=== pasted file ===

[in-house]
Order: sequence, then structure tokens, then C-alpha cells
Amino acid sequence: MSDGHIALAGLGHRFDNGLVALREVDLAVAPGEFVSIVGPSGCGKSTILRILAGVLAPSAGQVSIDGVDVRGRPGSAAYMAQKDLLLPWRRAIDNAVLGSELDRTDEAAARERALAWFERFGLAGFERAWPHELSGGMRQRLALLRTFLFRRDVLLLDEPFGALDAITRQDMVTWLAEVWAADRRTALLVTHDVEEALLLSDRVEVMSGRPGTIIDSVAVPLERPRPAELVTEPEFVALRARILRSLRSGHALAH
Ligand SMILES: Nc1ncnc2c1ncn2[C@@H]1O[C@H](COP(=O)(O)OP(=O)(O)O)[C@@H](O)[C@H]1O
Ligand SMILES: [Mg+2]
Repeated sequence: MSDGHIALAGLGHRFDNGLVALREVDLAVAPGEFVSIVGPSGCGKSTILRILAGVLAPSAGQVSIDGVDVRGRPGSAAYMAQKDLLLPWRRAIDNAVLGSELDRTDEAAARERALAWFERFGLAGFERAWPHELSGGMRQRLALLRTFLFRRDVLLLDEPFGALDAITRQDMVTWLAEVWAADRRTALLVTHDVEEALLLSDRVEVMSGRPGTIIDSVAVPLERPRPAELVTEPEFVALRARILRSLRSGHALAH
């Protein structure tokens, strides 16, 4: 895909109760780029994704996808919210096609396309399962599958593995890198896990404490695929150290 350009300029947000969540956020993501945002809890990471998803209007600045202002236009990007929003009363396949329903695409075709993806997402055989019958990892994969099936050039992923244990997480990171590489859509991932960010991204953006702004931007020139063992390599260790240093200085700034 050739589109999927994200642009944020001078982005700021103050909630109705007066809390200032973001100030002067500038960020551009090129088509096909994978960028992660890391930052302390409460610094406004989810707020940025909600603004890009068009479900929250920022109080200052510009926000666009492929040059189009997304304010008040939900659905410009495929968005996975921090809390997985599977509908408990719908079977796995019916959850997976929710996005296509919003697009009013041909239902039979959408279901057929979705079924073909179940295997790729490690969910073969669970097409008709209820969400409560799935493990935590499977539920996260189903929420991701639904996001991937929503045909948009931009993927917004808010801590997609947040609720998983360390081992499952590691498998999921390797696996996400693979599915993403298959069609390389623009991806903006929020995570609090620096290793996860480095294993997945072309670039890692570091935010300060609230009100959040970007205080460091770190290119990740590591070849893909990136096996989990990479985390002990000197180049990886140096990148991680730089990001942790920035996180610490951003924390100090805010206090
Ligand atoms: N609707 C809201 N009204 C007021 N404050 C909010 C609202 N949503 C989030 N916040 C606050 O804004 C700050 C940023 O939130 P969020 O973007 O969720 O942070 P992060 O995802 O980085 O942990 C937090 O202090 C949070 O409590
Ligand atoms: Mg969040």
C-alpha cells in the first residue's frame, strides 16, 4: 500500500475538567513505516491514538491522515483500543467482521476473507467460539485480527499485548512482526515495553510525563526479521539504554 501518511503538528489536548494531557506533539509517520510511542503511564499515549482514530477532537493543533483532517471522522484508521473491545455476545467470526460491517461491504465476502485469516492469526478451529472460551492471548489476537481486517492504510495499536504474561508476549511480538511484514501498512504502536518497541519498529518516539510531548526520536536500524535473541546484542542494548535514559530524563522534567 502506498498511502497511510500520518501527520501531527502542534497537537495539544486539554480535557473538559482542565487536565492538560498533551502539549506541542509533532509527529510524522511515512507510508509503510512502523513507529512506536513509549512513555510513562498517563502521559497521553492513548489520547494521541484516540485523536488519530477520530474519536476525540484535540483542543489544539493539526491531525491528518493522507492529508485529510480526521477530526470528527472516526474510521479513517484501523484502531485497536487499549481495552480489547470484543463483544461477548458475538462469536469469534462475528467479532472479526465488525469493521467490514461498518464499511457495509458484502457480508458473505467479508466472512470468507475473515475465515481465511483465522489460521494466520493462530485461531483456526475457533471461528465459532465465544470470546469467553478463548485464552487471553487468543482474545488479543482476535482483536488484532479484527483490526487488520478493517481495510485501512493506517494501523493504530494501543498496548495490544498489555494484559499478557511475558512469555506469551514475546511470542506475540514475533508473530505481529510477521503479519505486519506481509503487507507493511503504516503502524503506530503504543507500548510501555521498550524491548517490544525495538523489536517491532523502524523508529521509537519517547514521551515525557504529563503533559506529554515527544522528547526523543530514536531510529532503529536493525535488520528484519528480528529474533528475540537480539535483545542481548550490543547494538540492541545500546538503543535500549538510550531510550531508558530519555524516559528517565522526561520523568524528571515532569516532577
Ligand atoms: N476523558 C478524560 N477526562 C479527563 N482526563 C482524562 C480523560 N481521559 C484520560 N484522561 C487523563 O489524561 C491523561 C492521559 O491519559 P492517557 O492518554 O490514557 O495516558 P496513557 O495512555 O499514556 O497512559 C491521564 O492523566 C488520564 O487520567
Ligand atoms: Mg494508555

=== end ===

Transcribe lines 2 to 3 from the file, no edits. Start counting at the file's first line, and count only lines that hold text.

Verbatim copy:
Order: sequence, then structure tokens, then C-alpha cells
Amino acid sequence: MSDGHIALAGLGHRFDNGLVALREVDLAVAPGEFVSIVGPSGCGKSTILRILAGVLAPSAGQVSIDGVDVRGRPGSAAYMAQKDLLLPWRRAIDNAVLGSELDRTDEAAARERALAWFERFGLAGFERAWPHELSGGMRQRLALLRTFLFRRDVLLLDEPFGALDAITRQDMVTWLAEVWAADRRTALLVTHDVEEALLLSDRVEVMSGRPGTIIDSVAVPLERPRPAELVTEPEFVALRARILRSLRSGHALAH